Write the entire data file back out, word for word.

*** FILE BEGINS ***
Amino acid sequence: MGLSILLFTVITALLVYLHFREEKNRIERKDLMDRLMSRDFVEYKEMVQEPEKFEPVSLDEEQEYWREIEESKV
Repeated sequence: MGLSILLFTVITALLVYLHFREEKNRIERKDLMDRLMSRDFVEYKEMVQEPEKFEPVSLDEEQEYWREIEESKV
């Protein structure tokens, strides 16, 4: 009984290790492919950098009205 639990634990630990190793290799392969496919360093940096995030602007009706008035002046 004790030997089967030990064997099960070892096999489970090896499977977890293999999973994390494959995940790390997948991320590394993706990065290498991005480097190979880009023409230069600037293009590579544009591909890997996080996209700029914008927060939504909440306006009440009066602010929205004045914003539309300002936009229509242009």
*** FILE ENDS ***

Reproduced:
Amino acid sequence: MGLSILLFTVITALLVYLHFREEKNRIERKDLMDRLMSRDFVEYKEMVQEPEKFEPVSLDEEQEYWREIEESKV
Repeated sequence: MGLSILLFTVITALLVYLHFREEKNRIERKDLMDRLMSRDFVEYKEMVQEPEKFEPVSLDEEQEYWREIEESKV
């Protein structure tokens, strides 16, 4: 009984290790492919950098009205 639990634990630990190793290799392969496919360093940096995030602007009706008035002046 004790030997089967030990064997099960070892096999489970090896499977977890293999999973994390494959995940790390997948991320590394993706990065290498991005480097190979880009023409230069600037293009590579544009591909890997996080996209700029914008927060939504909440306006009440009066602010929205004045914003539309300002936009229509242009």